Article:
National Catholic Reporter
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Posted Thursday February 26, 2004 at 12:36 p.m. CST

A Movie Review

'The Passion' should be about more than pain

By Joseph Cunneen

Mel Gibson's "The Passion of the Christ" got so much advance publicity that seeing it was bound to be a letdown. His policy of not inviting regular reviewers to previews until two days before it opened made me suspicious, especially since he had arranged advance showings for Christian conservatives who regard the movie as an opportunity to evangelize the unchurched. Yet I also know intelligent Catholics who managed to see it and were deeply moved, and I am sure that many more will use the film as an occasion to reflect seriously on the significance of the Passion for their own lives.

James Caviezel as Jesus suggests a genuine compassion during occasional flashbacks, but for most of the movie he is simply a bleeding punching bag, one eye shut, his flesh flayed.
This doesn't mean that it's a good movie. Don't bring children; it's far too violent. There are too many shots of cynical Jewish priests; too many Roman soldiers exult in the endless beatings of Jesus on his way to Calvary. Not that Gibson's motives for making the movie were anti-Semitic. There's no reason to doubt his sincerity (often the enemy of artistic expression); he put his own money into the production, and the inspiration for the movie most likely was a personal realization that he had not fully appreciated the immensity of Christ's sacrifice.

Ironically, the Jewish organizations that expressed their fears about the movie in advance helped build the publicity that is fueling its commercial success. They would have done far better to send every parish in the country a copy of Raymond Brown's A Crucified Christ in Holy Week, hoping preachers would draw on it during Lent. The movie's central problems derive from the director's unreconstructed pre-Vatican II Catholicism, leading him to ignore contemporary Catholic biblical critics, who could have rescued him from a naively literal understanding of scripture. They might also have helped him see the Gospels as written more than a generation after the events described, when there was already a polemic between the Jewish and Christian communities, and Christians were anxious not to provoke the Roman authorities. Sadly, Gibson simply doesn't realize how difficult it is to repeat the New Testament texts of the Passion without reviving the ancient indictment of the Jews.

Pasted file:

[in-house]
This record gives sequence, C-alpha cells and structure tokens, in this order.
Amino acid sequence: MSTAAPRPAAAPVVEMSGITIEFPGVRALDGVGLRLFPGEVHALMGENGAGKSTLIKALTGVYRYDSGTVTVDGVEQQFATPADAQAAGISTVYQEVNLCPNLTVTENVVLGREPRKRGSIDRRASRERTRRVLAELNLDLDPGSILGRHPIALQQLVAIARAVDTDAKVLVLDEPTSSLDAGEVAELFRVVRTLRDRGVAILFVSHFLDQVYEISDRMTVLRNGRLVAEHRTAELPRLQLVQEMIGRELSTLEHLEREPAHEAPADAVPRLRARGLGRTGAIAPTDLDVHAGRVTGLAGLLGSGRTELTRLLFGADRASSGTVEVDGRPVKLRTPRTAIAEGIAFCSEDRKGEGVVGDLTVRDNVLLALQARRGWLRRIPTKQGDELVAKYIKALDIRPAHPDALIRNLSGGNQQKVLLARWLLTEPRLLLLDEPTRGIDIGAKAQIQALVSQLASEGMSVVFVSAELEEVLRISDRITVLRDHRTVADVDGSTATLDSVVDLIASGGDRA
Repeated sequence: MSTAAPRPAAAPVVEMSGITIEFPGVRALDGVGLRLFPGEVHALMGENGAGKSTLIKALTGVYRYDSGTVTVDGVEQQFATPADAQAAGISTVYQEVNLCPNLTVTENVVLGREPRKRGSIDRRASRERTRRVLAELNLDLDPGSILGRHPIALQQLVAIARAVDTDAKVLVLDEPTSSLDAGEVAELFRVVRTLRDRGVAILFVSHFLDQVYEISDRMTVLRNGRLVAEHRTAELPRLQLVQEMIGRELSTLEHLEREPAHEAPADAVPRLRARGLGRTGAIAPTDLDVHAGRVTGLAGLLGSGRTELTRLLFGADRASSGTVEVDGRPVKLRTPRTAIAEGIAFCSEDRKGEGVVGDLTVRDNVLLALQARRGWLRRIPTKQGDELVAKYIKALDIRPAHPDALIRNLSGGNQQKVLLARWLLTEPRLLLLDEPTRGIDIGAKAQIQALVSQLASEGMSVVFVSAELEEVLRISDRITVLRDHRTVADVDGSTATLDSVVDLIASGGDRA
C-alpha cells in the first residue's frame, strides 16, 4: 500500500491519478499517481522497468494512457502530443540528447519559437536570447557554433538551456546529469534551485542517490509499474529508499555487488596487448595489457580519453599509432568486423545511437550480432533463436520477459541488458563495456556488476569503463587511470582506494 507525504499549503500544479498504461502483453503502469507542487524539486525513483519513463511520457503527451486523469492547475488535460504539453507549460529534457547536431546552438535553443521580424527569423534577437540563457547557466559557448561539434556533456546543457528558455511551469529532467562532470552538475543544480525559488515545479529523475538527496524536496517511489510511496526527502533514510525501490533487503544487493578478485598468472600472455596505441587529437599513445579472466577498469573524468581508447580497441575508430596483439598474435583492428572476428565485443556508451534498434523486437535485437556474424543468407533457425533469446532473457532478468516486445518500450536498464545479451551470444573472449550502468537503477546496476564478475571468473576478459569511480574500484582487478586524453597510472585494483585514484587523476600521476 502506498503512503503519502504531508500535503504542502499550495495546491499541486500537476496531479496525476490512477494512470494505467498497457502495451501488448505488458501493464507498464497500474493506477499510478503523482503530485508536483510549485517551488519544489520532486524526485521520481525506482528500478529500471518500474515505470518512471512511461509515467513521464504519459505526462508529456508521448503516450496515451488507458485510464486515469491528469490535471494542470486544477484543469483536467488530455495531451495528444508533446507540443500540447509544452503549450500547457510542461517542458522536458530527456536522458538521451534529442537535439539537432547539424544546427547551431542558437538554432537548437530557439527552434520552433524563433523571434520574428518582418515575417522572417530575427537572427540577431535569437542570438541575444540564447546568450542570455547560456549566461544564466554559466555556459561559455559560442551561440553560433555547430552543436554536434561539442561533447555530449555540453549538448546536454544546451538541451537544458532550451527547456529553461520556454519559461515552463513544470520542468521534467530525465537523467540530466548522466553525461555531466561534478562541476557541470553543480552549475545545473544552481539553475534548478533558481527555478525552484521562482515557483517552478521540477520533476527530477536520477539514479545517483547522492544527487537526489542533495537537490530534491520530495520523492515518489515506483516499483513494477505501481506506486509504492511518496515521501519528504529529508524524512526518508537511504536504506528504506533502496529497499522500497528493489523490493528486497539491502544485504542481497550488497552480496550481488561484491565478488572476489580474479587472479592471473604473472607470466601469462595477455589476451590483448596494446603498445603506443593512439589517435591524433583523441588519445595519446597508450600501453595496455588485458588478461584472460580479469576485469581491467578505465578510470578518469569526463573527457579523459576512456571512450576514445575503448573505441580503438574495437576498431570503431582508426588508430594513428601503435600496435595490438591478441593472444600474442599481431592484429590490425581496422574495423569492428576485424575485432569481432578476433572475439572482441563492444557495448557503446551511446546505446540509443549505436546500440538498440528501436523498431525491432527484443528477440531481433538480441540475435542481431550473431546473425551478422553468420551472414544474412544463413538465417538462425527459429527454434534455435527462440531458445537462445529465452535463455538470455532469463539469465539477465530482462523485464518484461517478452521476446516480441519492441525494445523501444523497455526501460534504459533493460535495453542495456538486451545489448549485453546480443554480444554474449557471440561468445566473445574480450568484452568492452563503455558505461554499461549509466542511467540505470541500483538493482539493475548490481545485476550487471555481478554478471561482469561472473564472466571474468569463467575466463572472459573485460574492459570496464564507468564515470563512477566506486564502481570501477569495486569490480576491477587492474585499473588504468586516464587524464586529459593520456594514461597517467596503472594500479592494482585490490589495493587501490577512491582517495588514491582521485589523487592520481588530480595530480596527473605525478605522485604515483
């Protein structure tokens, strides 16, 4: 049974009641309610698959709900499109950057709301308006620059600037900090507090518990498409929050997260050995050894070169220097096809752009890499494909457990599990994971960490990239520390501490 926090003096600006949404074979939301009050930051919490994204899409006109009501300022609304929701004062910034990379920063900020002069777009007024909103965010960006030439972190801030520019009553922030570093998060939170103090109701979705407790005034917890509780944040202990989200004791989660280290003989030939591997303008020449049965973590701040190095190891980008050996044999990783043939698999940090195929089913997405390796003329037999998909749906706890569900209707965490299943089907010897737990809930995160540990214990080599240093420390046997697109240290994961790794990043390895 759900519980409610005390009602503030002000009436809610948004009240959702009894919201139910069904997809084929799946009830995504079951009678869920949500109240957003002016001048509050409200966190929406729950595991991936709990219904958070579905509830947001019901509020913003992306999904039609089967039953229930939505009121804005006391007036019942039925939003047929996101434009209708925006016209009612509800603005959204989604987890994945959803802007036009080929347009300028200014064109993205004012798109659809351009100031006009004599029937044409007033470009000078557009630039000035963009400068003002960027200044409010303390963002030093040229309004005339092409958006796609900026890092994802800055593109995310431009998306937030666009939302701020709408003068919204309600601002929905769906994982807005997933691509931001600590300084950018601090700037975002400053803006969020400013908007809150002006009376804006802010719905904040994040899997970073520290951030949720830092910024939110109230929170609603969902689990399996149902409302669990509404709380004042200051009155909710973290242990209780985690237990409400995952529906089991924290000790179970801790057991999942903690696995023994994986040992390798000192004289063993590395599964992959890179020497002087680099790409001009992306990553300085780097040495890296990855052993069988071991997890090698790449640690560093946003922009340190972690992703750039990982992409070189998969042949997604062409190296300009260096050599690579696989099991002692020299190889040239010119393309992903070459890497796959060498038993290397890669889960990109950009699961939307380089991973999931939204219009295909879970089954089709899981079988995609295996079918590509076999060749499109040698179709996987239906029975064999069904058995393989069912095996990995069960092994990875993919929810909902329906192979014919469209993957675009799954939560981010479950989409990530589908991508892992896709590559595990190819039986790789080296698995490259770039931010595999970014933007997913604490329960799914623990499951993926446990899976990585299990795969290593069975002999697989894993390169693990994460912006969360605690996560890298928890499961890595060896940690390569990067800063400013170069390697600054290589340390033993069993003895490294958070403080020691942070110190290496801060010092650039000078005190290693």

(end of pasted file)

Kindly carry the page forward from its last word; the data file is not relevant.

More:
The movie nevertheless has much to admire. Cinematographer Caleb Deschanel imitates the paintings of Caravaggio, with combinations of shadow and light that create striking tableaus. Francesco Frigeri's sets, constructed on the Cinecittà Studios lot, convince us that we are in ancient Jerusalem. The stone cliff of Calvary, dominated by its three crosses, is a fitting conclusion to Jesus' endless journey, punctuated by many agonizing falls shown in slow motion. Actor Hristo Naumov Shopov suggests a Pilate who is deeply divided about the judgment he is asked to deliver. Afraid of both Rome and the mob, he is both cynical and deeply troubled when he asks, "What is truth?" Although many will admire John Debney's musical score, supported by a chorus, to me it only undermined Gibson's strenuous efforts at realism. James Caviezel as Jesus suggests a genuine compassion during occasional flashbacks, but for most of the movie he is simply a bleeding punching bag, one eye shut, his flesh flayed. All the technical resources employed to achieve the movie's effects, however, lack the power of Mark's single line, "They led him away and crucified him."